Nearly Insolvent Illinois Just Issued AAA-Rated Bonds Via This Shady Goldman Sachs Financing Structure

The state of Illinois is a financial disaster that will undoubtedly be forced into bankruptcy at some point in the future.  As we’ve pointed out multiple times over the past several months, the state faces a staggering $130 billion funding gap on its public pensions, a mountain of debt and $16.4 billion in accrued payables because they can’t even afford to pay their bills on a timely basis.  Here are just a couple of our recent posts on these topics:

  • Illinois Pension Funding Ratio Sinks To 37.6% As Unfunded Liabilities Surge To $130 Billion
  • Illinois Unpaid Vendor Backlog Hits A New Record At Over $16 Billion
  • The State Of Illinois Is “Past The Point Of No Return”

So what do you do when you’re effectively a junk-rated credit risk but you need to sell another bond deal to keep your ponzi scheme going a little longer?  Well, you turn to Goldman Sachs to help you engineer a shady corporate structure that supposedly gives new bondholders first dibs on sales tax revenue (i.e. you prime other unsecured bondholders)…which is just clever enough to fool the rating agencies into giving it a AAA-rating but, as analysts and investors point out, is unlikely to mean much of anything in a bankruptcy scenario.  Per the Wall Street Journal:

Yet the nation’s third-largest city is on the verge of selling as much as $3 billion in bonds at a triple-A rating, the latest twist in the tale of cash-strapped U.S. municipalities adopting Wall Street financial engineering in their struggle to raise money in the market.


Echoing methods adopted by Puerto Rico and New York, Chicago has created a new company to sell debt, offering a tempting pledge to investors: a dedicated first claim to the city’s sales-tax revenue.


In theory, that should make the debt as secure as U.S. Treasury bonds. But there is a catch: analysts and investors say in the scenario of a bankruptcy, it is difficult to predict whether owners of the new bonds would get paid back ahead of other creditors, pensioners or even police and emergency services workers.


The deal tests whether years of near-zero interest rates will send yield-starved investors into complex bond structures. And Chicago—with a school system that has teetered near bankruptcy and greater expenses than its revenues—could still face a funding gap down the line even if it manages to lower its borrowing costs, analysts say.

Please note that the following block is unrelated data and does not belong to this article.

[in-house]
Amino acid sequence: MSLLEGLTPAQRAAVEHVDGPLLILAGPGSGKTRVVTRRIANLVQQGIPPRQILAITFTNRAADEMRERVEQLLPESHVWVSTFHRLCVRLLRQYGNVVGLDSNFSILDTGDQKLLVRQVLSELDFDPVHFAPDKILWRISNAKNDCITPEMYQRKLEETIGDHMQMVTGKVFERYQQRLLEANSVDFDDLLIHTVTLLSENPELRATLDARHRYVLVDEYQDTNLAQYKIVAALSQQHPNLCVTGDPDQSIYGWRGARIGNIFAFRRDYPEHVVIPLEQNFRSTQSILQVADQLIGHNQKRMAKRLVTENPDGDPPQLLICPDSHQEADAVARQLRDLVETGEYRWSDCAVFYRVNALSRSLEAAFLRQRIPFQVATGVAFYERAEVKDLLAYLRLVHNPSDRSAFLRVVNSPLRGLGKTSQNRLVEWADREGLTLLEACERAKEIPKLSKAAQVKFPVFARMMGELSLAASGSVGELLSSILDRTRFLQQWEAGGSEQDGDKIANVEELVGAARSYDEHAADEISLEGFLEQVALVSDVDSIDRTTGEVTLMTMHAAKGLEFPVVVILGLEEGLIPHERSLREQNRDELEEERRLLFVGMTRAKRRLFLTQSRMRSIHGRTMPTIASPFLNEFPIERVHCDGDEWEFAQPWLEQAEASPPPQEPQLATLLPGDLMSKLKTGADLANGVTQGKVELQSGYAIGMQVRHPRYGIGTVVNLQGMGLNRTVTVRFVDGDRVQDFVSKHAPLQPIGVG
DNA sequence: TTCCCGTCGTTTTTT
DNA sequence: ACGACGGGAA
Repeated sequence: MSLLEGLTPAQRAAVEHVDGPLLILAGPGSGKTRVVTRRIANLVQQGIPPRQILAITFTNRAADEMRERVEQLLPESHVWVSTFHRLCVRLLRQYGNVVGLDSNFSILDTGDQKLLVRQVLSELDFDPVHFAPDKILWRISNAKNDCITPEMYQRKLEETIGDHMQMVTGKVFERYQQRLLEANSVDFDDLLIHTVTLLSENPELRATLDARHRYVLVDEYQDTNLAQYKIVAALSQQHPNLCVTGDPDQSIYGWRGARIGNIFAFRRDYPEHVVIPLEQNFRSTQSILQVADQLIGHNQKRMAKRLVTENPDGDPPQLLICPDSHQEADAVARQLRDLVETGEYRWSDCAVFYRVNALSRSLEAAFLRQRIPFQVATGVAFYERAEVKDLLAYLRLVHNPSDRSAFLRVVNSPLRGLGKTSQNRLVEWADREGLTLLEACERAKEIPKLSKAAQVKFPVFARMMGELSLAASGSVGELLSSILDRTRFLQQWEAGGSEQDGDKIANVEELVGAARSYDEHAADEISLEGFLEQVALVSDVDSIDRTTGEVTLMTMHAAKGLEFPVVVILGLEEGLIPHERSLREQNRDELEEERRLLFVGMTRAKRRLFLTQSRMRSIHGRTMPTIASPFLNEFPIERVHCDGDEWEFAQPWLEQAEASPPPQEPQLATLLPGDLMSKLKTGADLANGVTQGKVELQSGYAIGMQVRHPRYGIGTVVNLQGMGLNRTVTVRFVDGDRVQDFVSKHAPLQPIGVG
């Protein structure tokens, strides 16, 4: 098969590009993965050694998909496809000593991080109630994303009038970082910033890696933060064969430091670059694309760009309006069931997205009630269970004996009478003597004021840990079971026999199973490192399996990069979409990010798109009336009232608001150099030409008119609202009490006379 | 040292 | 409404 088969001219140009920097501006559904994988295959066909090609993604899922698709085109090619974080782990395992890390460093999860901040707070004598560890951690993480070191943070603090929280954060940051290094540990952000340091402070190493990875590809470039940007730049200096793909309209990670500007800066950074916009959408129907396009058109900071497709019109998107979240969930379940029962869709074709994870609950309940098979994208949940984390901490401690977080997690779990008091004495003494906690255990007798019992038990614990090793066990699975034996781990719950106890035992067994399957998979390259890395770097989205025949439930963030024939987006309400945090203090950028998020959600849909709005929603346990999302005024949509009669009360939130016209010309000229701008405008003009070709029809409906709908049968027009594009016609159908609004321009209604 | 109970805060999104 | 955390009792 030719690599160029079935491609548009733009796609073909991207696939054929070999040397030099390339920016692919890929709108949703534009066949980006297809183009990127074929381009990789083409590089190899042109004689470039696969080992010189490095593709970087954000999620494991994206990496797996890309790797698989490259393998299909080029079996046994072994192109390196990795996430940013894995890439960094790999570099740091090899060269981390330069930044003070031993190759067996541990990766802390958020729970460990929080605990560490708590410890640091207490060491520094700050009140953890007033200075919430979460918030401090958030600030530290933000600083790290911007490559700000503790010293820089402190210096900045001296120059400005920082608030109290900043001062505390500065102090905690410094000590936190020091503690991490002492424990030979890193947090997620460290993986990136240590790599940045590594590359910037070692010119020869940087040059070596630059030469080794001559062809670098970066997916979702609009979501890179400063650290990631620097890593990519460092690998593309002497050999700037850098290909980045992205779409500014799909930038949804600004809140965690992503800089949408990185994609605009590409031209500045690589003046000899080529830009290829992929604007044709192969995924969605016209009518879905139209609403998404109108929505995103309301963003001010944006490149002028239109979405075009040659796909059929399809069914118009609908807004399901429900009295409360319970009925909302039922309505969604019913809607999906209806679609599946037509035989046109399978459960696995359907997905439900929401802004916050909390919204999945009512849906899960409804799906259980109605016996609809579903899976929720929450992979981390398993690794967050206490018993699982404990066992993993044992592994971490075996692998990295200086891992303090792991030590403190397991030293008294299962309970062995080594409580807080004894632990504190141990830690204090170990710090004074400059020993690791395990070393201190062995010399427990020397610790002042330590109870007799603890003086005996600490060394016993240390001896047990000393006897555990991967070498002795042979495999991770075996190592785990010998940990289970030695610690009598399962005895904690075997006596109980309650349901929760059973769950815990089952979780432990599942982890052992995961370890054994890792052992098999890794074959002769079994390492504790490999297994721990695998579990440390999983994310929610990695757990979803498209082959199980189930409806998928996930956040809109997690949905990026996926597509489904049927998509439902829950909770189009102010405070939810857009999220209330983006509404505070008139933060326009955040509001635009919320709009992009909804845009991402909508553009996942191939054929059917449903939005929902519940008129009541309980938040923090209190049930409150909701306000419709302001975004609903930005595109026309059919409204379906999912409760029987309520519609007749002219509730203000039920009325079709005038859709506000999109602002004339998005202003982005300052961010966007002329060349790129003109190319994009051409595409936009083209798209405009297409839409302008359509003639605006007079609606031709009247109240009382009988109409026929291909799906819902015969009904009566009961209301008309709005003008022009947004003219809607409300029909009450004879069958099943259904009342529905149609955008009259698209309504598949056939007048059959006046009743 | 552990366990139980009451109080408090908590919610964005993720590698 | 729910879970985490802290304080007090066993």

Thornburg’s Mr. Ryon said Chicago’s new entity doesn’t deserve separate credit ratings from the city’s other debt. “It’s a bit of smoke and mirrors,” he said.

Of course, anyone with half a brain should be able to realize that for Goldman’s structure to be effective it would necessarily mean that other outstanding Illinois bonds would have just been put in a subordinated position and should, therefore, be worthless.  That said, per the chart below, legacy ILS bondholders still seem to be pretty optimistic about their future recovery potential.

But while the jury is still out on whether this financing ponzi scheme will be effective at priming other bondholders or is truly nothing more than “smoke and mirrors” designed to fool the always gullible rating agencies, you can rest assured that other failing states like California will line up to take advantage of similar schemes in the near future…

Other cities and states will be watching Chicago’s bond sales. Illinois passed a special statute allowing the city to issue the bonds, and now other municipalities in the state can do the same.


States including California, Nebraska and Rhode Island have passed laws in recent years aimed at giving bondholders first claims on some taxes even if the issuer is in financial distress. Illinois and Michigan have also proposed similar laws.


Investors say municipalities with weaker financials will continue to try to woo bondholders with proposed safeguards, especially with the market rattled by Puerto Rico’s restructuring.


“The idea is to provide a little more reassurance to potential creditors that they’ve got first crack at the money,” said Glenn Weinstein, a Chicago attorney at Pugh, Jones & Johnson P.C., who has advised the city in the past.


At the same time, Mr. Weinstein said, “if you don’t have financial difficulties and your credit is good, you don’t need this.”

…all of which means that when the municipal ponzi scheme, with their $5 trillion in unfunded pension liabilities, finally goes bust it will be even worse than expected.